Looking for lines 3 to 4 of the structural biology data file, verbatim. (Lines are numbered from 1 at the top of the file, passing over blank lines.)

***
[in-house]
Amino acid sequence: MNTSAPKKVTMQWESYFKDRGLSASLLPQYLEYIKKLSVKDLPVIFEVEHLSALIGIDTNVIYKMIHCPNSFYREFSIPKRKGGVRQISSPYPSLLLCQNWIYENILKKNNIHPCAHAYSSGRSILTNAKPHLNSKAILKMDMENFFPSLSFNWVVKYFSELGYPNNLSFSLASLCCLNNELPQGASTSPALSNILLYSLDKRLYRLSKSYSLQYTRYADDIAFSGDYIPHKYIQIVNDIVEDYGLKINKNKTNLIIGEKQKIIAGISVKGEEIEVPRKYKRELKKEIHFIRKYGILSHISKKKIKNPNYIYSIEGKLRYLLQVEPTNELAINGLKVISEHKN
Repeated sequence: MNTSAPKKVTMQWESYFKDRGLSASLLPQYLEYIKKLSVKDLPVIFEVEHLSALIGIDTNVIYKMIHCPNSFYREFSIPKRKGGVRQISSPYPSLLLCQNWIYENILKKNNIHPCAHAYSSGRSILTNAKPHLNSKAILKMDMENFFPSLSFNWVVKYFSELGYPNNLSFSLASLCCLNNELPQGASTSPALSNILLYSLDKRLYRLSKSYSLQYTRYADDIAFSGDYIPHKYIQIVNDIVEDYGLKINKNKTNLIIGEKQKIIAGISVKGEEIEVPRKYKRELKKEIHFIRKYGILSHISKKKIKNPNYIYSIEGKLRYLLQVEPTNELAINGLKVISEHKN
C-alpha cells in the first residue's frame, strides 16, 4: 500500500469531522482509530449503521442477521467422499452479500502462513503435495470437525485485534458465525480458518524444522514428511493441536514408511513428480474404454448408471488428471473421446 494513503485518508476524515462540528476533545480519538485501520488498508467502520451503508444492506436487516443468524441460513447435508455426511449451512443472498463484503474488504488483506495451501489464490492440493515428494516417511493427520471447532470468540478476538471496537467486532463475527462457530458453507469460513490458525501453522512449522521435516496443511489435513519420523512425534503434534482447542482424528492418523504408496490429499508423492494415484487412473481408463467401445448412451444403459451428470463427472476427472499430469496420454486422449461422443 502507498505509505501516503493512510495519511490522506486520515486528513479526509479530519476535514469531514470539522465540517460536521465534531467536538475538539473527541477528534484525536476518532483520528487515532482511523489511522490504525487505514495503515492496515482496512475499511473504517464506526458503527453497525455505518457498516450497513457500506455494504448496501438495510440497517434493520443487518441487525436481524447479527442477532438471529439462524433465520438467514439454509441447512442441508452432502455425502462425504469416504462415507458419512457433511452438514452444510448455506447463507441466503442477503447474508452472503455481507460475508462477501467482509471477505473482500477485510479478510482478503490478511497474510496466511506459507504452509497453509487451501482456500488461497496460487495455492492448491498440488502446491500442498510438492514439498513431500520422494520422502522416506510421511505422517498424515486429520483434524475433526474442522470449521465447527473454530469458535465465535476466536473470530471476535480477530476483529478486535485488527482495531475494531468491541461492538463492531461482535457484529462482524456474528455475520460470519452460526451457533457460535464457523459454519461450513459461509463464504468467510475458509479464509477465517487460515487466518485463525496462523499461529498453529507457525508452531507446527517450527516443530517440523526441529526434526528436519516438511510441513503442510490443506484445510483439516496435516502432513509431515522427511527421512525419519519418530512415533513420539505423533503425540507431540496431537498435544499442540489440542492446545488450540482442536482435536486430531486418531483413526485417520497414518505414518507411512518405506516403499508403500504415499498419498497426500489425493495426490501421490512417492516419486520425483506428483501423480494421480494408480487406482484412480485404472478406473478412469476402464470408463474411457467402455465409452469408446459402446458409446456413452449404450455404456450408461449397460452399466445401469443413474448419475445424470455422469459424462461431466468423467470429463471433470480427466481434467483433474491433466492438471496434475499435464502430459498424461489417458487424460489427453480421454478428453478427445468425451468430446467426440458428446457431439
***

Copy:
Repeated sequence: MNTSAPKKVTMQWESYFKDRGLSASLLPQYLEYIKKLSVKDLPVIFEVEHLSALIGIDTNVIYKMIHCPNSFYREFSIPKRKGGVRQISSPYPSLLLCQNWIYENILKKNNIHPCAHAYSSGRSILTNAKPHLNSKAILKMDMENFFPSLSFNWVVKYFSELGYPNNLSFSLASLCCLNNELPQGASTSPALSNILLYSLDKRLYRLSKSYSLQYTRYADDIAFSGDYIPHKYIQIVNDIVEDYGLKINKNKTNLIIGEKQKIIAGISVKGEEIEVPRKYKRELKKEIHFIRKYGILSHISKKKIKNPNYIYSIEGKLRYLLQVEPTNELAINGLKVISEHKN
C-alpha cells in the first residue's frame, strides 16, 4: 500500500469531522482509530449503521442477521467422499452479500502462513503435495470437525485485534458465525480458518524444522514428511493441536514408511513428480474404454448408471488428471473421446 494513503485518508476524515462540528476533545480519538485501520488498508467502520451503508444492506436487516443468524441460513447435508455426511449451512443472498463484503474488504488483506495451501489464490492440493515428494516417511493427520471447532470468540478476538471496537467486532463475527462457530458453507469460513490458525501453522512449522521435516496443511489435513519420523512425534503434534482447542482424528492418523504408496490429499508423492494415484487412473481408463467401445448412451444403459451428470463427472476427472499430469496420454486422449461422443 502507498505509505501516503493512510495519511490522506486520515486528513479526509479530519476535514469531514470539522465540517460536521465534531467536538475538539473527541477528534484525536476518532483520528487515532482511523489511522490504525487505514495503515492496515482496512475499511473504517464506526458503527453497525455505518457498516450497513457500506455494504448496501438495510440497517434493520443487518441487525436481524447479527442477532438471529439462524433465520438467514439454509441447512442441508452432502455425502462425504469416504462415507458419512457433511452438514452444510448455506447463507441466503442477503447474508452472503455481507460475508462477501467482509471477505473482500477485510479478510482478503490478511497474510496466511506459507504452509497453509487451501482456500488461497496460487495455492492448491498440488502446491500442498510438492514439498513431500520422494520422502522416506510421511505422517498424515486429520483434524475433526474442522470449521465447527473454530469458535465465535476466536473470530471476535480477530476483529478486535485488527482495531475494531468491541461492538463492531461482535457484529462482524456474528455475520460470519452460526451457533457460535464457523459454519461450513459461509463464504468467510475458509479464509477465517487460515487466518485463525496462523499461529498453529507457525508452531507446527517450527516443530517440523526441529526434526528436519516438511510441513503442510490443506484445510483439516496435516502432513509431515522427511527421512525419519519418530512415533513420539505423533503425540507431540496431537498435544499442540489440542492446545488450540482442536482435536486430531486418531483413526485417520497414518505414518507411512518405506516403499508403500504415499498419498497426500489425493495426490501421490512417492516419486520425483506428483501423480494421480494408480487406482484412480485404472478406473478412469476402464470408463474411457467402455465409452469408446459402446458409446456413452449404450455404456450408461449397460452399466445401469443413474448419475445424470455422469459424462461431466468423467470429463471433470480427466481434467483433474491433466492438471496434475499435464502430459498424461489417458487424460489427453480421454478428453478427445468425451468430446467426440458428446457431439